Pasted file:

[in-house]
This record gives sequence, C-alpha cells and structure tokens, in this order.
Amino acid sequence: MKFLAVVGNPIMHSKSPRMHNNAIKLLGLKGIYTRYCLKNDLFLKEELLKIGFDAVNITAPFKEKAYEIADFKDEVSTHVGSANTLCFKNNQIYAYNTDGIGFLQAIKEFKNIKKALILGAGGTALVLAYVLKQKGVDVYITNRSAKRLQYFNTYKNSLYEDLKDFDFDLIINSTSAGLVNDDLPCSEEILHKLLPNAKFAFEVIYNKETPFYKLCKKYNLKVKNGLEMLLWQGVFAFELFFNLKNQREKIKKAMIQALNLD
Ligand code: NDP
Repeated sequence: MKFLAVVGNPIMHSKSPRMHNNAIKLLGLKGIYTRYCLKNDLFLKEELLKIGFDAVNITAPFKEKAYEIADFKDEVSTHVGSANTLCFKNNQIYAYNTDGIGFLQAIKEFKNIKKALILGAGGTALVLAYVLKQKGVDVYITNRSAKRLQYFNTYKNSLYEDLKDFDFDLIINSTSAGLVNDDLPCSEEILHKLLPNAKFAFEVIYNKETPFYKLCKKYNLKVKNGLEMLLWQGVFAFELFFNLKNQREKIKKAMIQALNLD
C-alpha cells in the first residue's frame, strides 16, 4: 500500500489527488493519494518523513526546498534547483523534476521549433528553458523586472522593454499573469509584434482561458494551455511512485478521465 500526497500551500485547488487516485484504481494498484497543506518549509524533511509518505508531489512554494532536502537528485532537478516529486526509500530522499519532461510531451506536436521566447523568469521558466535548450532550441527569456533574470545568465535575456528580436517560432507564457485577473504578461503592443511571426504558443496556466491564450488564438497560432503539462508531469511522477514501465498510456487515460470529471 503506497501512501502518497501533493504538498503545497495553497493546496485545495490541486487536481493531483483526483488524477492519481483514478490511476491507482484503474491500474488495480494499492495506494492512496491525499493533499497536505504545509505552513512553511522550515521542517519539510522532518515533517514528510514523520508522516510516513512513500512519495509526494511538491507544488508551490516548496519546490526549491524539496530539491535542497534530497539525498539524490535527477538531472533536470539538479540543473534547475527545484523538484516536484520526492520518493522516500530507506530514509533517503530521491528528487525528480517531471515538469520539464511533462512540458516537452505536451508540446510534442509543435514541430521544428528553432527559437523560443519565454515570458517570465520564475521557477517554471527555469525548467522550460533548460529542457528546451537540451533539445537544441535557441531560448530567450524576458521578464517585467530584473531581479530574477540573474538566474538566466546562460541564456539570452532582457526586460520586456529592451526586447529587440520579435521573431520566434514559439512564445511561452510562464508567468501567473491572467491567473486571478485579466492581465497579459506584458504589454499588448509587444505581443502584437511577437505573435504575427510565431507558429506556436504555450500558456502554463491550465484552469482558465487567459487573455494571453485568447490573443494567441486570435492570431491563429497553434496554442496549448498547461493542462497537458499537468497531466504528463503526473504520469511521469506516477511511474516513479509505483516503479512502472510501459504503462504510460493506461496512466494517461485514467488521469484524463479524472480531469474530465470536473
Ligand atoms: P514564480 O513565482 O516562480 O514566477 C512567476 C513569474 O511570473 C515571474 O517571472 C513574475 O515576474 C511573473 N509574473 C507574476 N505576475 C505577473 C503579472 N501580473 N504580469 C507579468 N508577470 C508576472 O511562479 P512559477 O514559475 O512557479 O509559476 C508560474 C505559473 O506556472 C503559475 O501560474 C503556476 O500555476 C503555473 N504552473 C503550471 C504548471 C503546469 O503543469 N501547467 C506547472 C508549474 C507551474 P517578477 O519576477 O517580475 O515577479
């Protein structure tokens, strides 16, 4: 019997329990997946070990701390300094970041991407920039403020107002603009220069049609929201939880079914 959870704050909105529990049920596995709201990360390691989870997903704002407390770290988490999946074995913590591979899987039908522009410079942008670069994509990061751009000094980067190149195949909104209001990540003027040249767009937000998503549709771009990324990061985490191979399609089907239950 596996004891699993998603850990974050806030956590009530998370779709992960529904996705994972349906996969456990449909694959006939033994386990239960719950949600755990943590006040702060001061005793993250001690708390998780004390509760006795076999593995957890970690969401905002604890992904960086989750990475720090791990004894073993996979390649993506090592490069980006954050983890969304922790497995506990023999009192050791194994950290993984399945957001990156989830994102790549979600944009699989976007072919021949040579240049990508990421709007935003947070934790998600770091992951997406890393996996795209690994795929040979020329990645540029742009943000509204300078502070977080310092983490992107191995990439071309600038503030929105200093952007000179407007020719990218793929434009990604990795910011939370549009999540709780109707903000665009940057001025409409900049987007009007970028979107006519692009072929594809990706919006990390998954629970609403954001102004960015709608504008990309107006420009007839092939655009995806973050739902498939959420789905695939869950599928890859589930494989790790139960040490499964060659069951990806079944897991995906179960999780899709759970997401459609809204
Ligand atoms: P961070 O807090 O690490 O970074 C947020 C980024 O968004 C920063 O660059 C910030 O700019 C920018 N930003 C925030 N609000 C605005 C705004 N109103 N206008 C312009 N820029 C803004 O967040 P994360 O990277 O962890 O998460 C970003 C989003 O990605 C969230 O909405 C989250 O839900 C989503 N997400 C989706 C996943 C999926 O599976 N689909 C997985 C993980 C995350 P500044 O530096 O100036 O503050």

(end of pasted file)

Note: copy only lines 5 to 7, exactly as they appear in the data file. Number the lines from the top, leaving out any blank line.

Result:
Repeated sequence: MKFLAVVGNPIMHSKSPRMHNNAIKLLGLKGIYTRYCLKNDLFLKEELLKIGFDAVNITAPFKEKAYEIADFKDEVSTHVGSANTLCFKNNQIYAYNTDGIGFLQAIKEFKNIKKALILGAGGTALVLAYVLKQKGVDVYITNRSAKRLQYFNTYKNSLYEDLKDFDFDLIINSTSAGLVNDDLPCSEEILHKLLPNAKFAFEVIYNKETPFYKLCKKYNLKVKNGLEMLLWQGVFAFELFFNLKNQREKIKKAMIQALNLD
C-alpha cells in the first residue's frame, strides 16, 4: 500500500489527488493519494518523513526546498534547483523534476521549433528553458523586472522593454499573469509584434482561458494551455511512485478521465 500526497500551500485547488487516485484504481494498484497543506518549509524533511509518505508531489512554494532536502537528485532537478516529486526509500530522499519532461510531451506536436521566447523568469521558466535548450532550441527569456533574470545568465535575456528580436517560432507564457485577473504578461503592443511571426504558443496556466491564450488564438497560432503539462508531469511522477514501465498510456487515460470529471 503506497501512501502518497501533493504538498503545497495553497493546496485545495490541486487536481493531483483526483488524477492519481483514478490511476491507482484503474491500474488495480494499492495506494492512496491525499493533499497536505504545509505552513512553511522550515521542517519539510522532518515533517514528510514523520508522516510516513512513500512519495509526494511538491507544488508551490516548496519546490526549491524539496530539491535542497534530497539525498539524490535527477538531472533536470539538479540543473534547475527545484523538484516536484520526492520518493522516500530507506530514509533517503530521491528528487525528480517531471515538469520539464511533462512540458516537452505536451508540446510534442509543435514541430521544428528553432527559437523560443519565454515570458517570465520564475521557477517554471527555469525548467522550460533548460529542457528546451537540451533539445537544441535557441531560448530567450524576458521578464517585467530584473531581479530574477540573474538566474538566466546562460541564456539570452532582457526586460520586456529592451526586447529587440520579435521573431520566434514559439512564445511561452510562464508567468501567473491572467491567473486571478485579466492581465497579459506584458504589454499588448509587444505581443502584437511577437505573435504575427510565431507558429506556436504555450500558456502554463491550465484552469482558465487567459487573455494571453485568447490573443494567441486570435492570431491563429497553434496554442496549448498547461493542462497537458499537468497531466504528463503526473504520469511521469506516477511511474516513479509505483516503479512502472510501459504503462504510460493506461496512466494517461485514467488521469484524463479524472480531469474530465470536473
Ligand atoms: P514564480 O513565482 O516562480 O514566477 C512567476 C513569474 O511570473 C515571474 O517571472 C513574475 O515576474 C511573473 N509574473 C507574476 N505576475 C505577473 C503579472 N501580473 N504580469 C507579468 N508577470 C508576472 O511562479 P512559477 O514559475 O512557479 O509559476 C508560474 C505559473 O506556472 C503559475 O501560474 C503556476 O500555476 C503555473 N504552473 C503550471 C504548471 C503546469 O503543469 N501547467 C506547472 C508549474 C507551474 P517578477 O519576477 O517580475 O515577479